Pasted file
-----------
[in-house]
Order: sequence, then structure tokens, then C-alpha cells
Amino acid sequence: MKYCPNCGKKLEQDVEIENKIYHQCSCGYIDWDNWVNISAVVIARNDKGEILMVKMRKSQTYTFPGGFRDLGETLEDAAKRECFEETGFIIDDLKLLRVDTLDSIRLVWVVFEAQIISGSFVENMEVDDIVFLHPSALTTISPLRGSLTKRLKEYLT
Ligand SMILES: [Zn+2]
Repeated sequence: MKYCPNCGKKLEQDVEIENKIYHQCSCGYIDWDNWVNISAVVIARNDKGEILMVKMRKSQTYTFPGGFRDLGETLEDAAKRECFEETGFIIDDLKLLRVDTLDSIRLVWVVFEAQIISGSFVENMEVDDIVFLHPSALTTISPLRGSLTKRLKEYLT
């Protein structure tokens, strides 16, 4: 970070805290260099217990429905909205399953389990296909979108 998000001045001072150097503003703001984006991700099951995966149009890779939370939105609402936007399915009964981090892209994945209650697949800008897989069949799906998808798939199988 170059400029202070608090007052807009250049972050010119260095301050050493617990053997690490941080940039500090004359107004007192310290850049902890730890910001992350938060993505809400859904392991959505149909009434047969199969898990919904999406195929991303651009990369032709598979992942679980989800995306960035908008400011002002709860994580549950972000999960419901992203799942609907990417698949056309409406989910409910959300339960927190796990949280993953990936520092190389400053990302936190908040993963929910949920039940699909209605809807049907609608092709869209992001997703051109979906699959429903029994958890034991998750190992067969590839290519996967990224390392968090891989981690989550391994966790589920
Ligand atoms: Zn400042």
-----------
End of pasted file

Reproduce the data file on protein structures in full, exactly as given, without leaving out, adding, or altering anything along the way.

[in-house]
Order: sequence, then structure tokens, then C-alpha cells
Amino acid sequence: MKYCPNCGKKLEQDVEIENKIYHQCSCGYIDWDNWVNISAVVIARNDKGEILMVKMRKSQTYTFPGGFRDLGETLEDAAKRECFEETGFIIDDLKLLRVDTLDSIRLVWVVFEAQIISGSFVENMEVDDIVFLHPSALTTISPLRGSLTKRLKEYLT
Ligand SMILES: [Zn+2]
Repeated sequence: MKYCPNCGKKLEQDVEIENKIYHQCSCGYIDWDNWVNISAVVIARNDKGEILMVKMRKSQTYTFPGGFRDLGETLEDAAKRECFEETGFIIDDLKLLRVDTLDSIRLVWVVFEAQIISGSFVENMEVDDIVFLHPSALTTISPLRGSLTKRLKEYLT
């Protein structure tokens, strides 16, 4: 970070805290260099217990429905909205399953389990296909979108 998000001045001072150097503003703001984006991700099951995966149009890779939370939105609402936007399915009964981090892209994945209650697949800008897989069949799906998808798939199988 170059400029202070608090007052807009250049972050010119260095301050050493617990053997690490941080940039500090004359107004007192310290850049902890730890910001992350938060993505809400859904392991959505149909009434047969199969898990919904999406195929991303651009990369032709598979992942679980989800995306960035908008400011002002709860994580549950972000999960419901992203799942609907990417698949056309409406989910409910959300339960927190796990949280993953990936520092190389400053990302936190908040993963929910949920039940699909209605809807049907609608092709869209992001997703051109979906699959429903029994958890034991998750190992067969590839290519996967990224390392968090891989981690989550391994966790589920
Ligand atoms: Zn400042």